This Court has granted jurisdiction in Scott Brass, Inc. v. Wire and Metal Specialties Corp., 344 F. Supp. 711 (D.R.I.1972) and Leesona Corp. v. Concordia Mfg. Co., 312 F. Supp. 392 (D.R.I.1970) after a finding of "substantial business activity." Additionally, in Scott Brass, Inc., this Court found that the business relationship there involved "a complicated agreement . . . over a substantial period of time." In the instant case, the quantity of defendant's products sold and delivered to Rhode Island is far less than in either of the above two cases. Moreover, the plaintiff in this lawsuit has no relation to defendant's products, nor is the contract in question at all related to the sale of defendant's product line in Rhode Island. Thus, while this Court recognizes that the due process requirement may be met when the quantity of a defendant's business activity falls below that found in Scott Brass, Inc., supra, or Leesona Corp., supra, such is not the case where the lawsuit bears no relation to such activity. The plaintiff correctly contends that this Court must in making its jurisdictional decision consider defendant's dollar amount of business in Rhode Island as well as the percentage of its Rhode Island business as against its total corporate sales. Levin v. Joint Commission on Accreditation of Hospitals, 122 U.S.App.D.C. 383, 354 F.2d 515 (1965); Harco v. Ithaca Gun Co., 309 F. Supp. 585 (D.Utah 1969). However, defendant's total sales to Rhode Island for the three-year period including 1973 amounts to only $16,000 and there is no evidence on the record to show that defendant vigorously solicits business in Rhode Island or regularly carries on other sales related activities in the state. See, Samson Cordage Works v. Wellington Puritan Mills, Inc., 303 F. Supp. 155 (D.R.I.1969).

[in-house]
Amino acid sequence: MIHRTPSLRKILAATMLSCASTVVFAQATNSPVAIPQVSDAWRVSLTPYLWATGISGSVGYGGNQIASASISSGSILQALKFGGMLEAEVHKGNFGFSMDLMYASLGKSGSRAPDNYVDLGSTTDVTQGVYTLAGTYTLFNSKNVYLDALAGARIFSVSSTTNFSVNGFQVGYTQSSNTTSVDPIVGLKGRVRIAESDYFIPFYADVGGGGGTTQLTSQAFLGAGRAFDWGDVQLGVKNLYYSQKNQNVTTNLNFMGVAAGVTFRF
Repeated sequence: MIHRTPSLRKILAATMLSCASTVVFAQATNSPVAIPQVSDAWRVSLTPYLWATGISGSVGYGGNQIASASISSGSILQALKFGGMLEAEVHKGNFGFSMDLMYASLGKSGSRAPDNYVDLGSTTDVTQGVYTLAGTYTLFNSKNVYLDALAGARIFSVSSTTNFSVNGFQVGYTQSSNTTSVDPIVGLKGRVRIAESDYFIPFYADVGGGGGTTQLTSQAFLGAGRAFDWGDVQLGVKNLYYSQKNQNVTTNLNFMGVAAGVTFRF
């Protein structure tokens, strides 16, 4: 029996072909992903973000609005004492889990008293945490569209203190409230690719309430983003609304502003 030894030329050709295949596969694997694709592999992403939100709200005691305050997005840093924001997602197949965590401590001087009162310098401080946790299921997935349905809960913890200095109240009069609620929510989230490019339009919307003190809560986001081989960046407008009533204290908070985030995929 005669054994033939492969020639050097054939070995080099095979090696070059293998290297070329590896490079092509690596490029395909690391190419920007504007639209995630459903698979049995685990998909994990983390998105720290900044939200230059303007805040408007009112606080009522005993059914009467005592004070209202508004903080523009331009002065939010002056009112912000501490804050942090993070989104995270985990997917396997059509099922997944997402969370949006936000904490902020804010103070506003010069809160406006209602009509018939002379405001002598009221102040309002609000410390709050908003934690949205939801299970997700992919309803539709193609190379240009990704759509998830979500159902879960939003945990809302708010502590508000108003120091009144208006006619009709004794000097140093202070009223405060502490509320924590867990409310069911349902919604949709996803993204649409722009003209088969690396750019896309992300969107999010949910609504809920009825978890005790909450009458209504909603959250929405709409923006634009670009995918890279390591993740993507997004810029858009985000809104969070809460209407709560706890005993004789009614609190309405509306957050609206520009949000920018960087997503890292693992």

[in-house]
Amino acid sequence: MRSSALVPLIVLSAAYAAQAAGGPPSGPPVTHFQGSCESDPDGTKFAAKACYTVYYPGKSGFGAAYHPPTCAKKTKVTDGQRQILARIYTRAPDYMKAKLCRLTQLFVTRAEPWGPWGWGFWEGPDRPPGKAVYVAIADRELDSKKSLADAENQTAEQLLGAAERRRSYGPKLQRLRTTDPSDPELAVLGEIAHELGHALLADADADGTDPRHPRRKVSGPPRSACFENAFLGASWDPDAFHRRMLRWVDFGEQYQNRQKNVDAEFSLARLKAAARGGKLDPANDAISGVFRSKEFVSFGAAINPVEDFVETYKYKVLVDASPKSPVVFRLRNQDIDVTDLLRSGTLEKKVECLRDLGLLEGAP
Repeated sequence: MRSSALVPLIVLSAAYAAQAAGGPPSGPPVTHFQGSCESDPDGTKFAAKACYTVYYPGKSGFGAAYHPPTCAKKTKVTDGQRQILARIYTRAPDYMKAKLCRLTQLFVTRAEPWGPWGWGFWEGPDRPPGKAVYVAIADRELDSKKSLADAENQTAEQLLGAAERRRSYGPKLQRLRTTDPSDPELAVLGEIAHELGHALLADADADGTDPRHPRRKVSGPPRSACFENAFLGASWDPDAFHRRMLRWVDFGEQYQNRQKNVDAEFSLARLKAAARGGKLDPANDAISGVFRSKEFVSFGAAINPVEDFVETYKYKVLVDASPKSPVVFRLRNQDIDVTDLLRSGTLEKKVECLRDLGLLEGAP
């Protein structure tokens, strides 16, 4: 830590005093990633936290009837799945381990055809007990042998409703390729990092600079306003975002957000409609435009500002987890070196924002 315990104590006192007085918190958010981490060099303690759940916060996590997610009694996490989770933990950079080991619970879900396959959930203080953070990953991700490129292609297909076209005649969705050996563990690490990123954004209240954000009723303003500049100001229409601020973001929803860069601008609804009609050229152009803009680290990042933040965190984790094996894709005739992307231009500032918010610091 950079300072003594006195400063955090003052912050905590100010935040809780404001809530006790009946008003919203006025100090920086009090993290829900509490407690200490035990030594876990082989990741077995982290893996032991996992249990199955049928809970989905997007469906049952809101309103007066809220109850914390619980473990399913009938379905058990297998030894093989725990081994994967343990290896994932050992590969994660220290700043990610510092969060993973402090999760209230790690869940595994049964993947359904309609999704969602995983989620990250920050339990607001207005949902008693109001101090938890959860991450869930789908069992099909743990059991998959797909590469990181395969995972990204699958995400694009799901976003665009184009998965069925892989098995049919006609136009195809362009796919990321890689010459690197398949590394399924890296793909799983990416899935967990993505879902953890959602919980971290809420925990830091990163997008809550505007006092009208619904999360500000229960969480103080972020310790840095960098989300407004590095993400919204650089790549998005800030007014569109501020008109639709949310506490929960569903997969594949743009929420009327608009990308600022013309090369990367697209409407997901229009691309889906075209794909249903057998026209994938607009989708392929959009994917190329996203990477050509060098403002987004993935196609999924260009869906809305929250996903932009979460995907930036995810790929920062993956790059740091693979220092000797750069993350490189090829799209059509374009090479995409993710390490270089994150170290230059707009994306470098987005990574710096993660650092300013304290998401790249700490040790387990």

While it is true that under the contract in question, plaintiff was to perform the majority of his duties while in Rhode Island, several factors demonstrate that this contract is not sufficient for purposes of jurisdiction. First, plaintiff's duties under the contract in no way related to the defendant's activity within Rhode Island, but rather involved general financial considerations relevant to the broad functioning of the corporation as a whole. Second, plaintiff's duties were expressly designated as "part-time" and limited so as not to interfere with the continued operation of his present business.